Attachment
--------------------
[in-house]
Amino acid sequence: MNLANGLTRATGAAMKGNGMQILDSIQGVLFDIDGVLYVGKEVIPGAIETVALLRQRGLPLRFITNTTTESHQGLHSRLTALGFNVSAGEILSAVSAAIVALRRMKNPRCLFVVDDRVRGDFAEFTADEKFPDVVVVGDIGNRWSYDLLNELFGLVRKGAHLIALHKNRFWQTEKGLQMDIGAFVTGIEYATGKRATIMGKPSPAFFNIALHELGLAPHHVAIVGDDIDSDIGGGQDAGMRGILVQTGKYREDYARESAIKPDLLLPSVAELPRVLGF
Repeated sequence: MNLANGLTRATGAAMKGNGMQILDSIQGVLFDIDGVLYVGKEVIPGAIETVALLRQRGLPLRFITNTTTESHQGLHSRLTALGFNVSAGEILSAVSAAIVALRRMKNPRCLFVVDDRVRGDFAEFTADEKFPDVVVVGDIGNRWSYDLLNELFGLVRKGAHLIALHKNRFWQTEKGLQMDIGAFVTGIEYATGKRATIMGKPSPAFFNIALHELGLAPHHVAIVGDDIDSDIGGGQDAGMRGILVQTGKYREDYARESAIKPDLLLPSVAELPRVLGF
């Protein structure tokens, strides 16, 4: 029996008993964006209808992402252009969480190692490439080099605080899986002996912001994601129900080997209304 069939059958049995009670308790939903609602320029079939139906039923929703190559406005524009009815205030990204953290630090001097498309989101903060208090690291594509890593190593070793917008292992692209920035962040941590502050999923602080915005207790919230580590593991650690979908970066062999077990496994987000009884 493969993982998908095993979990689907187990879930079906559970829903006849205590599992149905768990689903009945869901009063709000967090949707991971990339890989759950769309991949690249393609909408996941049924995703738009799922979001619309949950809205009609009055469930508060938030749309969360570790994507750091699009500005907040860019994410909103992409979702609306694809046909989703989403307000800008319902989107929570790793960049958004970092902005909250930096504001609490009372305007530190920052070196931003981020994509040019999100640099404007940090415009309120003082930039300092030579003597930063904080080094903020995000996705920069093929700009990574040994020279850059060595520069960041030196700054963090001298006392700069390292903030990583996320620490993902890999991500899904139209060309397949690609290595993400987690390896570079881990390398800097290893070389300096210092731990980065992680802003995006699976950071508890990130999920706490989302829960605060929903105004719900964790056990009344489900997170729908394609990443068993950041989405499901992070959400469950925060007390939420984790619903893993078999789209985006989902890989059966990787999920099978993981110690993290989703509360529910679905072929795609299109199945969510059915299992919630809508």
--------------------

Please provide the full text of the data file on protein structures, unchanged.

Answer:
[in-house]
Amino acid sequence: MNLANGLTRATGAAMKGNGMQILDSIQGVLFDIDGVLYVGKEVIPGAIETVALLRQRGLPLRFITNTTTESHQGLHSRLTALGFNVSAGEILSAVSAAIVALRRMKNPRCLFVVDDRVRGDFAEFTADEKFPDVVVVGDIGNRWSYDLLNELFGLVRKGAHLIALHKNRFWQTEKGLQMDIGAFVTGIEYATGKRATIMGKPSPAFFNIALHELGLAPHHVAIVGDDIDSDIGGGQDAGMRGILVQTGKYREDYARESAIKPDLLLPSVAELPRVLGF
Repeated sequence: MNLANGLTRATGAAMKGNGMQILDSIQGVLFDIDGVLYVGKEVIPGAIETVALLRQRGLPLRFITNTTTESHQGLHSRLTALGFNVSAGEILSAVSAAIVALRRMKNPRCLFVVDDRVRGDFAEFTADEKFPDVVVVGDIGNRWSYDLLNELFGLVRKGAHLIALHKNRFWQTEKGLQMDIGAFVTGIEYATGKRATIMGKPSPAFFNIALHELGLAPHHVAIVGDDIDSDIGGGQDAGMRGILVQTGKYREDYARESAIKPDLLLPSVAELPRVLGF
């Protein structure tokens, strides 16, 4: 029996008993964006209808992402252009969480190692490439080099605080899986002996912001994601129900080997209304 069939059958049995009670308790939903609602320029079939139906039923929703190559406005524009009815205030990204953290630090001097498309989101903060208090690291594509890593190593070793917008292992692209920035962040941590502050999923602080915005207790919230580590593991650690979908970066062999077990496994987000009884 493969993982998908095993979990689907187990879930079906559970829903006849205590599992149905768990689903009945869901009063709000967090949707991971990339890989759950769309991949690249393609909408996941049924995703738009799922979001619309949950809205009609009055469930508060938030749309969360570790994507750091699009500005907040860019994410909103992409979702609306694809046909989703989403307000800008319902989107929570790793960049958004970092902005909250930096504001609490009372305007530190920052070196931003981020994509040019999100640099404007940090415009309120003082930039300092030579003597930063904080080094903020995000996705920069093929700009990574040994020279850059060595520069960041030196700054963090001298006392700069390292903030990583996320620490993902890999991500899904139209060309397949690609290595993400987690390896570079881990390398800097290893070389300096210092731990980065992680802003995006699976950071508890990130999920706490989302829960605060929903105004719900964790056990009344489900997170729908394609990443068993950041989405499901992070959400469950925060007390939420984790619903893993078999789209985006989902890989059966990787999920099978993981110690993290989703509360529910679905072929795609299109199945969510059915299992919630809508």